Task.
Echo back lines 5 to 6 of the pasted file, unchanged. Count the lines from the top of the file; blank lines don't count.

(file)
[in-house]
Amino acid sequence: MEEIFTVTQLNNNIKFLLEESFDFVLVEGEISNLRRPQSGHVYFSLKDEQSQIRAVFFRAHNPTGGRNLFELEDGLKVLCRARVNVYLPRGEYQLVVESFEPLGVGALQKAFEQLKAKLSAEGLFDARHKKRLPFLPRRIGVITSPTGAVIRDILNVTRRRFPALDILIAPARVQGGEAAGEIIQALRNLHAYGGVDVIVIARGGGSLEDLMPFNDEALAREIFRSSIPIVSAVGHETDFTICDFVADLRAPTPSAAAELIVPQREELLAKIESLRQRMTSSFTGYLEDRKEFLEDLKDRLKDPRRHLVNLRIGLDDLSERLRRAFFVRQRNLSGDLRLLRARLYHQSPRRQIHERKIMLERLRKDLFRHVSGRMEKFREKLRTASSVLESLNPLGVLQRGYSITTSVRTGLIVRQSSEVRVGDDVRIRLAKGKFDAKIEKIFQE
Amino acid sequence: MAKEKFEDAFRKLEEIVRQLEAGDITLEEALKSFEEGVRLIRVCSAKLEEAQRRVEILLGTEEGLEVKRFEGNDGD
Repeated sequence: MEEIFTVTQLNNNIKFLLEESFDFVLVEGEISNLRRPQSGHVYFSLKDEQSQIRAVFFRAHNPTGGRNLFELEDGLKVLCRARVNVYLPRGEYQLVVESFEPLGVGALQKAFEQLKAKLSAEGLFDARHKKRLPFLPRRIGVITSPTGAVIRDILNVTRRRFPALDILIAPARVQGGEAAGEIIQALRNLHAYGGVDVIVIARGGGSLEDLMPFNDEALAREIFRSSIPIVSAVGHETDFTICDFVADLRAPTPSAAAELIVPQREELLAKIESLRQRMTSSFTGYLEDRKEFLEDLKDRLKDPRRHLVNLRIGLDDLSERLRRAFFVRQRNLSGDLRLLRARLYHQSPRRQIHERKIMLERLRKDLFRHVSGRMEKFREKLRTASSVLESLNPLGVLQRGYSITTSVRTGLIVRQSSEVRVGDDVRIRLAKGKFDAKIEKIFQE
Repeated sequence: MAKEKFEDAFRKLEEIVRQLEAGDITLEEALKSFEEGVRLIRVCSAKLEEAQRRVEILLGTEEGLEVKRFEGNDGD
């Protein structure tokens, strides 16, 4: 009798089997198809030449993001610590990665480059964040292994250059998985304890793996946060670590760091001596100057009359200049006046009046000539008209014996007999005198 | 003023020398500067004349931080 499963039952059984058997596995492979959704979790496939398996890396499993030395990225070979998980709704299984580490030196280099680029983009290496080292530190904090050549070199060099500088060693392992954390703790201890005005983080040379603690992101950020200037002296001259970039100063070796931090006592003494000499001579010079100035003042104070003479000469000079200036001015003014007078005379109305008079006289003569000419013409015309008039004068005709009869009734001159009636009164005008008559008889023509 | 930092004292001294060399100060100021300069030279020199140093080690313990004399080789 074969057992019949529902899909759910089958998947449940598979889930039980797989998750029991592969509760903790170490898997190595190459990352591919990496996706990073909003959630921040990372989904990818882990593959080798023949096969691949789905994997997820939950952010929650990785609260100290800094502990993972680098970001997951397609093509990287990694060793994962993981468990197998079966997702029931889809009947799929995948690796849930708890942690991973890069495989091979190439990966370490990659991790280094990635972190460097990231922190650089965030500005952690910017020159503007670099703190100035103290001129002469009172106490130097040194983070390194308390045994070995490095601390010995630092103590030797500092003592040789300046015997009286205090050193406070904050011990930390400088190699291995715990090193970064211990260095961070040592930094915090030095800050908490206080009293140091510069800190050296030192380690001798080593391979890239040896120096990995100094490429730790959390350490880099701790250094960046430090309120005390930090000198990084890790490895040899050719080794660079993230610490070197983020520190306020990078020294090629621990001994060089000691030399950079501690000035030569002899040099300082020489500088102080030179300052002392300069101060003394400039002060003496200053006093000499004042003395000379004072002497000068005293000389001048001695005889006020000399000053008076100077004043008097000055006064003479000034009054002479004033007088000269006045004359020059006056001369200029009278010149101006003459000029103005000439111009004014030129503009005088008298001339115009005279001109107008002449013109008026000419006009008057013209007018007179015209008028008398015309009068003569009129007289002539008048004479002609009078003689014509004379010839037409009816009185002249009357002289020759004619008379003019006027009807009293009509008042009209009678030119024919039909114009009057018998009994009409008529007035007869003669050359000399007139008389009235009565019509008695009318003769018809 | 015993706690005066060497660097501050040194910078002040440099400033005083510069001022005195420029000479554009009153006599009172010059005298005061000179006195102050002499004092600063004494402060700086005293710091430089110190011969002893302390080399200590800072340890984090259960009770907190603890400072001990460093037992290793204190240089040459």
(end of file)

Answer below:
Repeated sequence: MAKEKFEDAFRKLEEIVRQLEAGDITLEEALKSFEEGVRLIRVCSAKLEEAQRRVEILLGTEEGLEVKRFEGNDGD
């Protein structure tokens, strides 16, 4: 009798089997198809030449993001610590990665480059964040292994250059998985304890793996946060670590760091001596100057009359200049006046009046000539008209014996007999005198 | 003023020398500067004349931080 499963039952059984058997596995492979959704979790496939398996890396499993030395990225070979998980709704299984580490030196280099680029983009290496080292530190904090050549070199060099500088060693392992954390703790201890005005983080040379603690992101950020200037002296001259970039100063070796931090006592003494000499001579010079100035003042104070003479000469000079200036001015003014007078005379109305008079006289003569000419013409015309008039004068005709009869009734001159009636009164005008008559008889023509 | 930092004292001294060399100060100021300069030279020199140093080690313990004399080789 074969057992019949529902899909759910089958998947449940598979889930039980797989998750029991592969509760903790170490898997190595190459990352591919990496996706990073909003959630921040990372989904990818882990593959080798023949096969691949789905994997997820939950952010929650990785609260100290800094502990993972680098970001997951397609093509990287990694060793994962993981468990197998079966997702029931889809009947799929995948690796849930708890942690991973890069495989091979190439990966370490990659991790280094990635972190460097990231922190650089965030500005952690910017020159503007670099703190100035103290001129002469009172106490130097040194983070390194308390045994070995490095601390010995630092103590030797500092003592040789300046015997009286205090050193406070904050011990930390400088190699291995715990090193970064211990260095961070040592930094915090030095800050908490206080009293140091510069800190050296030192380690001798080593391979890239040896120096990995100094490429730790959390350490880099701790250094960046430090309120005390930090000198990084890790490895040899050719080794660079993230610490070197983020520190306020990078020294090629621990001994060089000691030399950079501690000035030569002899040099300082020489500088102080030179300052002392300069101060003394400039002060003496200053006093000499004042003395000379004072002497000068005293000389001048001695005889006020000399000053008076100077004043008097000055006064003479000034009054002479004033007088000269006045004359020059006056001369200029009278010149101006003459000029103005000439111009004014030129503009005088008298001339115009005279001109107008002449013109008026000419006009008057013209007018007179015209008028008398015309009068003569009129007289002539008048004479002609009078003689014509004379010839037409009816009185002249009357002289020759004619008379003019006027009807009293009509008042009209009678030119024919039909114009009057018998009994009409008529007035007869003669050359000399007139008389009235009565019509008695009318003769018809 | 015993706690005066060497660097501050040194910078002040440099400033005083510069001022005195420029000479554009009153006599009172010059005298005061000179006195102050002499004092600063004494402060700086005293710091430089110190011969002893302390080399200590800072340890984090259960009770907190603890400072001990460093037992290793204190240089040459």